Artist CV Example—Education Section

 

2008 MFA in Visual Art

University College London

Thesis Exhibition: ‘Shadows of Automation: Landscape with Metaphysical St George’

Faculty Mentor Professor Maria Velasco

 

2005 BFA in Visual Art, Major in Expanded Media

University College London

Graduated with first class honours

 

2001 Modern Languages BA

Queen Mary University London

 

Why include the BA in French when it’s a non-fine arts degree? Well, in a CV it pays to include all your education. This artist CV example could show you’d be a prime candidate to assist with a study abroad programme. 

 

It’s these extras that make or break your chances in the hyper-competitive field of academia.

 

4. Professional Appointments

 

In this section of your artist CV you have to list your teaching, academic, and related work experience. Again, follow the reverse-chronological format as you did in your education section.

 

Unlike a standard CV, this section in an artist’s CV is a simple list of academic positions you have held so far. Start with dates, followed by your position and finish with institution and location.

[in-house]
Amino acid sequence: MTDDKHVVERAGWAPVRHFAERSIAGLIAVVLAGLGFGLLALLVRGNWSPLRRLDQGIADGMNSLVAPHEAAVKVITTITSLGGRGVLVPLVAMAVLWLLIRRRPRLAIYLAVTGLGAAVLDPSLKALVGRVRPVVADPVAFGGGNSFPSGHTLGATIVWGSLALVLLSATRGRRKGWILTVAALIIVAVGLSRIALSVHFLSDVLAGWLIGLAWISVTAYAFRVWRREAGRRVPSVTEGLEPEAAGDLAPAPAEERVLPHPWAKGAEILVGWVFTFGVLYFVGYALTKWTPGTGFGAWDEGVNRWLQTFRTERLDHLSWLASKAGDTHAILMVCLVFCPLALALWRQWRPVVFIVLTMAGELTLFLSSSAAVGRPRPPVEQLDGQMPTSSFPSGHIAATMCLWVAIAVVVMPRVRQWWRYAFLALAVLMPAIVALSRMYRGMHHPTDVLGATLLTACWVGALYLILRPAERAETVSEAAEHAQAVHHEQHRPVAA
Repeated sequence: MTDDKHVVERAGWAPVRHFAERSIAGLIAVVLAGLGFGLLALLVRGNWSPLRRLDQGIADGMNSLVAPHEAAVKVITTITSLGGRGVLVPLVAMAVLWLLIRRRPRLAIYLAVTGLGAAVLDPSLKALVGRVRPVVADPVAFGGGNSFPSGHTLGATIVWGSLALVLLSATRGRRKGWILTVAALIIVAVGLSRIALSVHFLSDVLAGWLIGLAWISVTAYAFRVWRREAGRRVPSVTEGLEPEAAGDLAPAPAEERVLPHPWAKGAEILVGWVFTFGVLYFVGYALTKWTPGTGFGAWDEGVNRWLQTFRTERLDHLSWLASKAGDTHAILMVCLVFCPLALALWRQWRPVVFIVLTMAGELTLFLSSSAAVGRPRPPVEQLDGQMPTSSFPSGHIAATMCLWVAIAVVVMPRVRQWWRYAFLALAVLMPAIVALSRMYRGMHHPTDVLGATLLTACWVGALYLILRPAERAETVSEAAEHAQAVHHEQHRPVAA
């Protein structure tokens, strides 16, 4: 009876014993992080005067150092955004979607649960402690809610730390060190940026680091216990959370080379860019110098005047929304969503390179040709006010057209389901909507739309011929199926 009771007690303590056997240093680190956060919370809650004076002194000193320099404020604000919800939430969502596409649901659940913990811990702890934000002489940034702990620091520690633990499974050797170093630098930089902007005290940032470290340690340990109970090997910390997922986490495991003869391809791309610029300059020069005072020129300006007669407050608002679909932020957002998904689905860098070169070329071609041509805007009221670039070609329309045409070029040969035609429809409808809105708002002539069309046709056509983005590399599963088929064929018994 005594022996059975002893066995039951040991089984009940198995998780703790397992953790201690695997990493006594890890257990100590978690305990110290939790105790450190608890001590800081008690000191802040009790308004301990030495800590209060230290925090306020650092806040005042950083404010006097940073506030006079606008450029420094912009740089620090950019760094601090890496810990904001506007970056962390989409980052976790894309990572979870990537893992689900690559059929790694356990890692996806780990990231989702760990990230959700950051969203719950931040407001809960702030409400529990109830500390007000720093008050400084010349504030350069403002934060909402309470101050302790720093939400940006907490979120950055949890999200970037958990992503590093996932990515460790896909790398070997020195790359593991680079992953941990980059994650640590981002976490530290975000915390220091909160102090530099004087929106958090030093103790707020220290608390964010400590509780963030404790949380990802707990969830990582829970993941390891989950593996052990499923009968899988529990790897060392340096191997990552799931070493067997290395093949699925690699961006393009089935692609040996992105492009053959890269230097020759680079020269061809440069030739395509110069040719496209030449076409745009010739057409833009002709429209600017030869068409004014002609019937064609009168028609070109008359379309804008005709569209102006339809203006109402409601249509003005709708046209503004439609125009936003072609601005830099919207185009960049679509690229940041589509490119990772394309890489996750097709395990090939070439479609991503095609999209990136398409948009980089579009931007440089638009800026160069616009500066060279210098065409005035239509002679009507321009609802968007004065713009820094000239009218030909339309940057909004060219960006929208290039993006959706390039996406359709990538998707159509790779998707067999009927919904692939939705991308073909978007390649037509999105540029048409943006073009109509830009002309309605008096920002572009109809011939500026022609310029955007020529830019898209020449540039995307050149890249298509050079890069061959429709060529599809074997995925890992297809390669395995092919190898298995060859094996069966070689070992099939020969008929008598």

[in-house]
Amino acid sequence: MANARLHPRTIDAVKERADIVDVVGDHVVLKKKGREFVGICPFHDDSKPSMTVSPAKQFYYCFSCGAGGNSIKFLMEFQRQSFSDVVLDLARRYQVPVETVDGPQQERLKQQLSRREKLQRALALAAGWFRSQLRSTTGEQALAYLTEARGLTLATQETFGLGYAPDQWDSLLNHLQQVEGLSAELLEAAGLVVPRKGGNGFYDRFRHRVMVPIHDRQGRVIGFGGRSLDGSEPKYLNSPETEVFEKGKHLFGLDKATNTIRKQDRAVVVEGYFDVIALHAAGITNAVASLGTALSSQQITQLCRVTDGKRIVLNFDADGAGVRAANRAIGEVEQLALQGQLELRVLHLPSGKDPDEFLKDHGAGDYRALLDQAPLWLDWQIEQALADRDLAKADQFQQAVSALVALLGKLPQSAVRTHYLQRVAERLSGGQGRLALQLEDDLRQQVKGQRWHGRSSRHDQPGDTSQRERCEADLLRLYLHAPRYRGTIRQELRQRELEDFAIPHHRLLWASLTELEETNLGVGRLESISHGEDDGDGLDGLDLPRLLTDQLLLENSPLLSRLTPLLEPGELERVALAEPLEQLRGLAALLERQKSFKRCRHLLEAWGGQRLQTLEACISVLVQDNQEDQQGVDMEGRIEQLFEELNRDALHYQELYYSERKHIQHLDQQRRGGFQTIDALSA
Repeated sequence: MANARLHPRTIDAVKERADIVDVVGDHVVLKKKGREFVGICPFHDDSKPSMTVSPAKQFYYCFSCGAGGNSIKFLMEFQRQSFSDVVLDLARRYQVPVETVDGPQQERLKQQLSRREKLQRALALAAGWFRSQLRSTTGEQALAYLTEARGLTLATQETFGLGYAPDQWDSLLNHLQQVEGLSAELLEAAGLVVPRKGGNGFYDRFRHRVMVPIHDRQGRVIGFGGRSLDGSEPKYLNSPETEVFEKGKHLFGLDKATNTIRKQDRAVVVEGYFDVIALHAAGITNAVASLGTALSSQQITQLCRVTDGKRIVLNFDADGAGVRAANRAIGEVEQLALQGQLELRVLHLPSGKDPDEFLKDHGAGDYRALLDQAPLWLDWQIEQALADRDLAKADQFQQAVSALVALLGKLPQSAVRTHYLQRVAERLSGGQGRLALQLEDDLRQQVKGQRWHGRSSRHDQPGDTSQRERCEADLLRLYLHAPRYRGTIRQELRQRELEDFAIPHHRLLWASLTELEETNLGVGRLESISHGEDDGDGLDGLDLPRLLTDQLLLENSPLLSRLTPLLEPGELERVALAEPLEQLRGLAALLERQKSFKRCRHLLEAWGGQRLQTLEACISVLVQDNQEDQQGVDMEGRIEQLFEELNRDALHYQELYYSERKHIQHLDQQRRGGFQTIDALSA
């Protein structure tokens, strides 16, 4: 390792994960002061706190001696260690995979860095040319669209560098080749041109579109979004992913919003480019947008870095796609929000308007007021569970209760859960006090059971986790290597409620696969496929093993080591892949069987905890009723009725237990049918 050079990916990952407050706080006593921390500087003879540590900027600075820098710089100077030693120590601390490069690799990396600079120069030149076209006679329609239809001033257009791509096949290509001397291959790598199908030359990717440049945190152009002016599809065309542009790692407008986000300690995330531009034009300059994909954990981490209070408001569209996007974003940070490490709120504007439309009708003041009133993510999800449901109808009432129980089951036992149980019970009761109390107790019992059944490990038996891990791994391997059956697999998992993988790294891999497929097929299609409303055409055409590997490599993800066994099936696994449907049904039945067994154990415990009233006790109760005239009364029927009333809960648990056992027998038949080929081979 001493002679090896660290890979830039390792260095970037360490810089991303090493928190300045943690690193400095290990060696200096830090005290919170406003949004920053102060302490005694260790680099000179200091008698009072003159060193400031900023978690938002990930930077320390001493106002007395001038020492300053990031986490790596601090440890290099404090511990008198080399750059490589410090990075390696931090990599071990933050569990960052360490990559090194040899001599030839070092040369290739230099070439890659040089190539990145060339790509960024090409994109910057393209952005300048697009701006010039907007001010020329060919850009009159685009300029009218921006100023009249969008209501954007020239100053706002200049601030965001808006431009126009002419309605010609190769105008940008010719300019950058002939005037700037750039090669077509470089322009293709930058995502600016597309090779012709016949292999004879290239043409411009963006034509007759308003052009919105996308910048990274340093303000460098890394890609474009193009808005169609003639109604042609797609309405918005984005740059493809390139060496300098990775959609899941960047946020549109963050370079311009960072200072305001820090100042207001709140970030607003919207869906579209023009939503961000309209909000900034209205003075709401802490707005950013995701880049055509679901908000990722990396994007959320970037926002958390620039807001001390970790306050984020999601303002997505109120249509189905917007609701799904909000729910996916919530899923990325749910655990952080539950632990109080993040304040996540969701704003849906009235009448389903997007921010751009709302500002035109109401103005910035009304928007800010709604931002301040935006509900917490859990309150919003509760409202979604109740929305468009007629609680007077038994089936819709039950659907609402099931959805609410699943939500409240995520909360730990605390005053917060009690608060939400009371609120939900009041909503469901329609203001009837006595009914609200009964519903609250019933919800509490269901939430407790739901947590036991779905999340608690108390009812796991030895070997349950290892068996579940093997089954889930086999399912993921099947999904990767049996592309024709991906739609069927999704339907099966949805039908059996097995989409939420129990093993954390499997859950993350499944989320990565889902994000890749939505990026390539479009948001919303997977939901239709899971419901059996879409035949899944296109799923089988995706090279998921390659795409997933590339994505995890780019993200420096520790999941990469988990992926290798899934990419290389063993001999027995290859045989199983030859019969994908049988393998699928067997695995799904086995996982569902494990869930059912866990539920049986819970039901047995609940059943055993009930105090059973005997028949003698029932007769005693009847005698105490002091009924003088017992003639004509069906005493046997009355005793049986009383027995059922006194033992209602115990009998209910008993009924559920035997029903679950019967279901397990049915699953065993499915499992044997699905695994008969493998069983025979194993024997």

Use a table to separate dates from the remaining information. It helps to make the formatting of your artist CV clearer.

Pro Tip: Be precise with your academic title. There are important differences between associate professor, assistant professor, lecturer and so on. If the school doesn’t use ranks and distinctions, you can use ‘faculty’ instead.

Artist CV Example—Professional Experience

 

Sep 2013–Present 
Assistant Professor, University of Roehampton

 

Sep 2010–Aug 2013 
Lecturer, University of Roehampton

 

Sep 2009–Aug 2010
Research Associate, University College London

 

But don’t include your non-academic work experience here. In artist CVs, it is covered in a separate section. 

 

5. Grants and Awards

 

Now is not the time to be shy.

 

Anyone can claim to produce great art but few are recognized as great artists. 

 

Whatever the purpose of your artist CV—academia, juried exhibitions, gallery shows, commissions, or residency programs—it pays to list the accolades you’ve received.

 

The greater your achievements, the more your artist CV will stand out from the competition.

 

Important:

 

Don’t forget to include short listings as well as prizes you’ve won. A short listing is still a prestigious acknowledgment of your artistic talents.

 

Again, make use of formatting to improve clarity. Use italics for the title of the piece or exhibition like on the artist CV sample below:

 

Artist CV Example—Grants and Awards